Stuxnet Circulates Via Binary Planting
Researchers at the security firm Symantec have unveiled a new method of Stuxnet propagation that affects Step7 project folders. This leads to computer infection while opening the corrupt project folder that might have originated from a third party.
Step 7 software is basically a SIMATIC Step7 software with folder named as .s7p. As per Symantec, the worm has a third propagation routine that involves exploiting a DLL preloading flaw in the SIMATIC Step7 software.
In this way, any project that comes across the threat may be infected. Analysis further indicates that the projects inside Zip archives could be infected via the same technique.
It appears Stuxnet drops a specifically named DLL file at various locations inside the hOmSave7 folder of a Step7 project structure. This DLL file works as a decryptor and loader for the copy of the chief DLL placed in xutils\listen\xr000000.mdx. This tactic is very similar to the DLL Preloading attacks that occurred in August, 2010.
When a specific DLL is called without specifying a full path, the Step7 software looks for it at various locations in a particular order. Out of which, the last are subfolders of the project's hOmSave7 directory.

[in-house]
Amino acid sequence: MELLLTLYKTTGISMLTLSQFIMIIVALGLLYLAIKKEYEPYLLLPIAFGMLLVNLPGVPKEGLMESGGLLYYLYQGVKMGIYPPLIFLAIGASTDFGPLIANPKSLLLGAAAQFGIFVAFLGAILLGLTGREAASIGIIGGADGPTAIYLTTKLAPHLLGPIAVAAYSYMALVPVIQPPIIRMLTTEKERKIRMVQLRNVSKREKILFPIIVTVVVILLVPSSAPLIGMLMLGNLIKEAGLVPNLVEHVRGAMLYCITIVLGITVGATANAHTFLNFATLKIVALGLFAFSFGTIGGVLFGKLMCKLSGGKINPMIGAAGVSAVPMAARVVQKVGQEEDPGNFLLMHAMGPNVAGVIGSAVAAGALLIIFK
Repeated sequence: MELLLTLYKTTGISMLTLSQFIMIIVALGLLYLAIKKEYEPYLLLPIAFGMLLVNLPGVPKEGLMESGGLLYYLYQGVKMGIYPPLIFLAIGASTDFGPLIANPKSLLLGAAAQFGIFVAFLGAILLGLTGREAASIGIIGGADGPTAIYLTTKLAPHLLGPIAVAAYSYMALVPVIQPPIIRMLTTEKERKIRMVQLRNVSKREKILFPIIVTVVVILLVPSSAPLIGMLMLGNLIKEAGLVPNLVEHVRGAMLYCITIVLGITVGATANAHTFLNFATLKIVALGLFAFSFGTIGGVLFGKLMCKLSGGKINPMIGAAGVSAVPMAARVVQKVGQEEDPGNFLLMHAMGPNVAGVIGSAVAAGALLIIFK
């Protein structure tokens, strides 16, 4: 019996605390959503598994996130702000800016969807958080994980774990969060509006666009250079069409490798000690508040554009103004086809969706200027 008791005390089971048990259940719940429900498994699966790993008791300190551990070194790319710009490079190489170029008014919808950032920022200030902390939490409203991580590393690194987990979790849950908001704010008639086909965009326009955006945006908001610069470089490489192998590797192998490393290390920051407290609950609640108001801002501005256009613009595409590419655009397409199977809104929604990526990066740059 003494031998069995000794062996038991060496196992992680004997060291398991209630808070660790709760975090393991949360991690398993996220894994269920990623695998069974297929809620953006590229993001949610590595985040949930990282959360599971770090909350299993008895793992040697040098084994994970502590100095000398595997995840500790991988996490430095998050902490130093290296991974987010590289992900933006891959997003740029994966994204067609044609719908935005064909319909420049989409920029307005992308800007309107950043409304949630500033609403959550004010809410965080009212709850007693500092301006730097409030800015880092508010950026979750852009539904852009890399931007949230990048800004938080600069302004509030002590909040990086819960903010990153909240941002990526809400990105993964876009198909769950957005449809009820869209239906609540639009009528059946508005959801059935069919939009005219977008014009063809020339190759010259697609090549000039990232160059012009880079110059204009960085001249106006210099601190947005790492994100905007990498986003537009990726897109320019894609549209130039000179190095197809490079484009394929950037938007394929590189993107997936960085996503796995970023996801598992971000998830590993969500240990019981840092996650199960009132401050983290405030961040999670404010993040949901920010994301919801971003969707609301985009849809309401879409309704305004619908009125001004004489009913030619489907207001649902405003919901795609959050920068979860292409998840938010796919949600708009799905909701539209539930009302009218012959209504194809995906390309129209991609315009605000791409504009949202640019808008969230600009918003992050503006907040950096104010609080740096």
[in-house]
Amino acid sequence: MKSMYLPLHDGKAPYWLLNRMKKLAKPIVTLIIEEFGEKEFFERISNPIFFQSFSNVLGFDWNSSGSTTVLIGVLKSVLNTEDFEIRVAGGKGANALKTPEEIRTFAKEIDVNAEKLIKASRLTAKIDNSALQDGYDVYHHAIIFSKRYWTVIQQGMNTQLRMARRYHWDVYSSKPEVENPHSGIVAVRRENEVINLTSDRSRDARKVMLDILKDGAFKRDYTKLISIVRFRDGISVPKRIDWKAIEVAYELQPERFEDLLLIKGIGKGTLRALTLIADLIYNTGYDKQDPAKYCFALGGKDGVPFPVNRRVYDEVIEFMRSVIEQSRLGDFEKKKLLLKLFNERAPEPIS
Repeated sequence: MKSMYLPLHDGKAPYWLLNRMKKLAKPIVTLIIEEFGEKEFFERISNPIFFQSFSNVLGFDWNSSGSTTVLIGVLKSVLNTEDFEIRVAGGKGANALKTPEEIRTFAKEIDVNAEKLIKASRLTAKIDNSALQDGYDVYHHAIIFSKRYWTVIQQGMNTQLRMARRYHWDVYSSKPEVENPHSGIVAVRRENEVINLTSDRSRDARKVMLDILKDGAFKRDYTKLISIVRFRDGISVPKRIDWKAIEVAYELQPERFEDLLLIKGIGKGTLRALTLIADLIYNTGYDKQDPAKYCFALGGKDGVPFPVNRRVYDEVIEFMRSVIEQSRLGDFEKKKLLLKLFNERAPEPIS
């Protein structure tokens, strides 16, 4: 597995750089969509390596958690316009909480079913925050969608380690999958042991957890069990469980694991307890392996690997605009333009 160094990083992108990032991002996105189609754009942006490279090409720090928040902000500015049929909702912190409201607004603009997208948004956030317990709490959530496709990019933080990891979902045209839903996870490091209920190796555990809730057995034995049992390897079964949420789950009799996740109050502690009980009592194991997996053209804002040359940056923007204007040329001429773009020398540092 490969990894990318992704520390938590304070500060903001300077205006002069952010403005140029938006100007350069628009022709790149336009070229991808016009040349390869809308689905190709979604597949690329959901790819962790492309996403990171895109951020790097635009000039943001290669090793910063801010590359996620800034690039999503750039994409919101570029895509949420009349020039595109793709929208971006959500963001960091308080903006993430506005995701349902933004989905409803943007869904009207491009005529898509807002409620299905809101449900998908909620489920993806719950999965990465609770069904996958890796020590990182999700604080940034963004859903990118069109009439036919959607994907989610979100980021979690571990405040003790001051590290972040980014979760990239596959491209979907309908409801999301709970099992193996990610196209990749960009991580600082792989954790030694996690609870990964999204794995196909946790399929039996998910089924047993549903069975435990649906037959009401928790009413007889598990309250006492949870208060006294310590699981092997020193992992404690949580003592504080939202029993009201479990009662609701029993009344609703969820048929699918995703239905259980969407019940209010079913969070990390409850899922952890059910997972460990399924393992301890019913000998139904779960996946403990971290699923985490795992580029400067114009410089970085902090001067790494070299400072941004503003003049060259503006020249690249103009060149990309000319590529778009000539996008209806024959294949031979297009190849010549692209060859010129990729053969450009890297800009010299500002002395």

Stuxnet's capability to infect project files with malware when they are opened is an additional proliferation vector to add to the list. Security experts warn programmers and operators to be cautious against project files from unreliable sources such as Internet forums. For example - the most probable source of infection is a trusted party whose systems have been infected by the attacks.
The worst thing is that the infected projects restored from backups may infect the previously cleaned systems. Hence, administrators need to exercise caution while restoring files in this manner.
Security experts say that there are many things about Stuxnet that makes it an exception from the crowd. Its industrial espionage purpose alone has already created a lot of hype but this new disclosure that Stuxnet employs is yet another evidence of the worm's never-before-seen complexity.
» SPAMfighter News - 05-10-2010